National Geographic:
their climate change hub

National Geographic’s 7 things to know about climate change (a little simplistic, but maybe that was the point – i.e. “it’s here, stupid.”)

6 major indicators of climate change, Popular Science

an NPR radio hour/podcast on the “anthropocene” – mankind’s changing the earth so much geologists argue it could be a new geological era

Hance, J. (4/5/17). Climate change impacting ‘most’ species on Earth, even down to their genome. The Guardian, MSN, (msn.com)

Some data from NASA, so it looks like we’re not quite at the 440ppm or 2 degree thresholds, but at 405.6 and 1.7 respectively.

How a Professional Climate Change Denier Discovered the Lies…

Short Answers to Hard Questions About Climate Change, New York Times, more detailed than Nat Geo’s starter bit
peer reviewed journal articles:

marine life is declining with climate change as predicted:

climate change will make water more scarce, (I presume potable drinking water for human population):

increased extinction rates:

on the upside:

stalling strategies:
geoengineering, Popular Science

robots scrub carbon, Popular Science

bacteria that can eat plastic, Science Alert





“So what good is protesting anyway?”

A legitimate question I hear now, and from “both sides of the aisle,” “opponents” and “compatriots” alike.” I have heard this question a lot these days.  So much so that I felt I needed to answer, while also knowing this question is complex and I don’t feel I have an answer.  so, to rephrase, I wanted to put out my response.  I think this is a valid question.

where to start?

I feel opponents say this in mockery and blindsightedness.

a dichotomy of either protesters are unemployed sore losers just trying to get on TV who have nothing better to do or real hardworking folk trying to make a say and taking a stand for what they believe in…

so much bias.

First, I feel I should address my own.  I feel I have been blogging about protest for some time, so  a compilation.  More seriously, I think my views have drastically changed over the years.  In short, from being pro-violence to non-violence only.  And to be be self aware and in all truth to address that.

Also, by “violence” and any support of violence I may have had, I only meant in terms of perhaps vandalism, property damage, and would never condone people hurting each other.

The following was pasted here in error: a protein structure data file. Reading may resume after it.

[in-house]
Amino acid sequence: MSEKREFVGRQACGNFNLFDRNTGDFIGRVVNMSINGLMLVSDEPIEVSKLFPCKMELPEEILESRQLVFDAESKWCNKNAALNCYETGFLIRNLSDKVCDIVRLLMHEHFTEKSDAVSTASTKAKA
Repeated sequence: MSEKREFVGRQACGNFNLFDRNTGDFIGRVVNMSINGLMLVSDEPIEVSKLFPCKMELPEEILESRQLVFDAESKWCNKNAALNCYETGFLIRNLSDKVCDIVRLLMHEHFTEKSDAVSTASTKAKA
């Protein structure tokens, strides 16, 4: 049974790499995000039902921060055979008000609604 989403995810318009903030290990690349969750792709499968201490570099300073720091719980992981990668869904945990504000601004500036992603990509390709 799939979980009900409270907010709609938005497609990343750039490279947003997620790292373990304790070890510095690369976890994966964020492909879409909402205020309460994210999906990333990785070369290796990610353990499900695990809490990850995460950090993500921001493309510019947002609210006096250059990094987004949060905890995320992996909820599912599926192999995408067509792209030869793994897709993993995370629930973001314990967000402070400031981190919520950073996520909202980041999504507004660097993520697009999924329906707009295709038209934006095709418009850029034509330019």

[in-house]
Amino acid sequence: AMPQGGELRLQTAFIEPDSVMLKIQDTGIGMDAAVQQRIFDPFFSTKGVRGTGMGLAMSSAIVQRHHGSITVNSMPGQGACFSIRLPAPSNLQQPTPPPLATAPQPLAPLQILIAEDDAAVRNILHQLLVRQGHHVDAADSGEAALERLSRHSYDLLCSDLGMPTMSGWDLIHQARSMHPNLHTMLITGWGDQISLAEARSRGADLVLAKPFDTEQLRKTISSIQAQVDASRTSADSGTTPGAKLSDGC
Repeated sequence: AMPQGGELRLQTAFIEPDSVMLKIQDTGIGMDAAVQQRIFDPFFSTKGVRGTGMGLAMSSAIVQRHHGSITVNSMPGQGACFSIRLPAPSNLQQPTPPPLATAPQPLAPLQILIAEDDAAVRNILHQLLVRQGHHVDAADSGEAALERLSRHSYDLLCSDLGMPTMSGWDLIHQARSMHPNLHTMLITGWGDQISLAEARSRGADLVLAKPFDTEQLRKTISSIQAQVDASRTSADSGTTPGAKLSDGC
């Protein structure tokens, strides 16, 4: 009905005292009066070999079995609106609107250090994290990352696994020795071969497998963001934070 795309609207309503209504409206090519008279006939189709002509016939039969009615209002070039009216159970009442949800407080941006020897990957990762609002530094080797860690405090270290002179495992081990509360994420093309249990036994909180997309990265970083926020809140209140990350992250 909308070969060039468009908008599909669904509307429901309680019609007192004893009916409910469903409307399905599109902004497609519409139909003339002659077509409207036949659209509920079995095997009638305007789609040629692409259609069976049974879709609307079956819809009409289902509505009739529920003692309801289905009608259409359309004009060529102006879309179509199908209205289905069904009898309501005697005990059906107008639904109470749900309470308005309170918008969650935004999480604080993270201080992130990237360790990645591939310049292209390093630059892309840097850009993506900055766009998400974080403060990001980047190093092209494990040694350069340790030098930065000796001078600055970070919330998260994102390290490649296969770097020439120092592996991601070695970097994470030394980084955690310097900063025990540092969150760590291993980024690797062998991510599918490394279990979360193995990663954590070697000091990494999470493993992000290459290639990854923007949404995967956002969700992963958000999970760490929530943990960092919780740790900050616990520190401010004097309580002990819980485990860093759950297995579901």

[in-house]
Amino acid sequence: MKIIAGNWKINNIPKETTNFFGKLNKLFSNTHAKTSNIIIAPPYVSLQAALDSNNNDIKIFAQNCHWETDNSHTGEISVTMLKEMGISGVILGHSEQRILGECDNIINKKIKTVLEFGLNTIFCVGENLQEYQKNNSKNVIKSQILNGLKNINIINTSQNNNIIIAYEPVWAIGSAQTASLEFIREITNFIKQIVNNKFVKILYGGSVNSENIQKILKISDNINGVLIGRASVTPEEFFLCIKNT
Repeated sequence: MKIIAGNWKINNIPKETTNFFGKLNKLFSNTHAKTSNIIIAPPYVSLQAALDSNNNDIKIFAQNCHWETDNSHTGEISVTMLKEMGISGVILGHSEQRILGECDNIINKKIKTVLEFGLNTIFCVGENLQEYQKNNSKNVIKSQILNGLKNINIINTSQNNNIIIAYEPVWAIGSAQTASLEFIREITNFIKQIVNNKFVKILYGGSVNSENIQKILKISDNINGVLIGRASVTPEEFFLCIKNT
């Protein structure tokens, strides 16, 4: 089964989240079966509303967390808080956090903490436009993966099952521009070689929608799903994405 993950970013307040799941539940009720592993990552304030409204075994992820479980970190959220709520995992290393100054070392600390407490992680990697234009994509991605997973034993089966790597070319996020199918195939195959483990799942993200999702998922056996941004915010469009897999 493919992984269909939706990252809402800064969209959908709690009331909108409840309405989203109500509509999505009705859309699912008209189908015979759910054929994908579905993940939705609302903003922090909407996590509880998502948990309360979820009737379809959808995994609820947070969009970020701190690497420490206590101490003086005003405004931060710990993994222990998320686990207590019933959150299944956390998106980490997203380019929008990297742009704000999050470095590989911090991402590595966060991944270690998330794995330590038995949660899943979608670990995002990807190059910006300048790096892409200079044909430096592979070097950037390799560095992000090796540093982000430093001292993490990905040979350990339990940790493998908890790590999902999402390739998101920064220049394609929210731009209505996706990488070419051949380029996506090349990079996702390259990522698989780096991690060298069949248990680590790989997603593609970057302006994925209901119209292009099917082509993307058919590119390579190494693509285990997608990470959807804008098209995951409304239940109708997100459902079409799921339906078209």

So I went back through my blogs to find what all I said in chronological order.  Before I delve into that, I think it’s probably best to start with defining some terms.

semantics (my personal definitions):
Protest: a gathering of large groups of people in a public place to make a public display of a kind of political statement; could be violent or non-violent

Violent protest: when protesting becomes offensive, angry, and there is vandalism and property damage

Non-violent protest: when protesting is peaceful, more passive…or an active kind of passiveness, you can be angry, but restrain that anger to shouts and chants, no pushing, shoving, no looting, vandalism or property damage, if there is resistance, it is peaceful resistance, such as by blocking a road or sitting down

March: some, notably the Women’s March, are using the term “march” instead of protest, I think to have even more peaceful connotations, and/or to connote marching for something as opposed to protesting against something

Riot: this could either be a form of a violent protest or not a protest, I tend to think the difference is that protests have a message they are trying to convey, whereas rioting, I think has lost sight of the message or never had a message – anger for anger’s sake, essentially; associated with violence and destruction

so, chronologically:

Punk and protest alive and well…?

I had said:

London riots –
“For many, it’s simply a chance to blow stuff up, steal some stuff, and get a “bit of the old ultra-violence”.  But riots usually don’t start without cause and, though I’m no sociologist, I’m willing to bet it’s a reflection of poverty and anger against a state that doesn’t care.  The only question is whether violence and vigilantism are merited.”

I wrote then:
“The final question, I suppose, is whether rioting actually accomplishes anything.  And I say it does.  From the point of view of the rioter, it’s a long-needed venting, and perhaps provides a sense of purpose.  As a society, perhaps it’s a needed release valve.  Give the masses their revolts every once in a while to keep them in check.  And as noted in the “sympathetic” article earlier (Fletcher, NBC), it grabs public and political attention.  Whether it will elicit political change or improve conditions for the working poor, I doubt it.  But better than nothing.”

In the fairness of pointing out my hypocrisies and/or change of opinion, now, in 2017, I believe protesting has to be non-violent.  And I see why.  If you loot, vandal, break things, the only message you are potentially sending is that you are the bad guy.  and/or you encourage negative stereotypes against you that your opposition may have already had.

I think whether or not to riot is a more complicated issue than to only look at it dualistically.  There may be some potential pros to rioting.
(and again, for the record, if I ever do write that I advocate violent protesting, I am thinking of the word violent only as it applies to property damage, never to people…which, by the way, is again why I shouldn’t use the word violent…)

ok, so I think there may tentatively be some pros towards either rioting or violent protests, with the caveat that the violence in question only occurs to property and not people, living beings…
1) it grabs attention; people argue that they have peacefully protested again and again and again and never got news coverage, but once there was violence, news coverage